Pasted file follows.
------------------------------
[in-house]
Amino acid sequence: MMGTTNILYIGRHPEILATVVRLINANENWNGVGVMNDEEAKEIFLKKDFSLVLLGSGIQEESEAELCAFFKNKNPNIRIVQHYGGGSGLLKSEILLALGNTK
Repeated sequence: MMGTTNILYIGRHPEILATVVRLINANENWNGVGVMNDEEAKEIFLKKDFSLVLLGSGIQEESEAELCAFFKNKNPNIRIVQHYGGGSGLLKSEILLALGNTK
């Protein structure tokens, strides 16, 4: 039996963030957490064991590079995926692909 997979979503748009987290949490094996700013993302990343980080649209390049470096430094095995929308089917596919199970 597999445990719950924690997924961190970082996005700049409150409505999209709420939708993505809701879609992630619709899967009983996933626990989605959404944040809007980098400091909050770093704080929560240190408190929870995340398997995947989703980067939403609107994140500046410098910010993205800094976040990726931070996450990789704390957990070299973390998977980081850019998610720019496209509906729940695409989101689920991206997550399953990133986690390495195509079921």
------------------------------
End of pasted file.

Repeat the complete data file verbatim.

[in-house]
Amino acid sequence: MMGTTNILYIGRHPEILATVVRLINANENWNGVGVMNDEEAKEIFLKKDFSLVLLGSGIQEESEAELCAFFKNKNPNIRIVQHYGGGSGLLKSEILLALGNTK
Repeated sequence: MMGTTNILYIGRHPEILATVVRLINANENWNGVGVMNDEEAKEIFLKKDFSLVLLGSGIQEESEAELCAFFKNKNPNIRIVQHYGGGSGLLKSEILLALGNTK
């Protein structure tokens, strides 16, 4: 039996963030957490064991590079995926692909 997979979503748009987290949490094996700013993302990343980080649209390049470096430094095995929308089917596919199970 597999445990719950924690997924961190970082996005700049409150409505999209709420939708993505809701879609992630619709899967009983996933626990989605959404944040809007980098400091909050770093704080929560240190408190929870995340398997995947989703980067939403609107994140500046410098910010993205800094976040990726931070996450990789704390957990070299973390998977980081850019998610720019496209509906729940695409989101689920991206997550399953990133986690390495195509079921």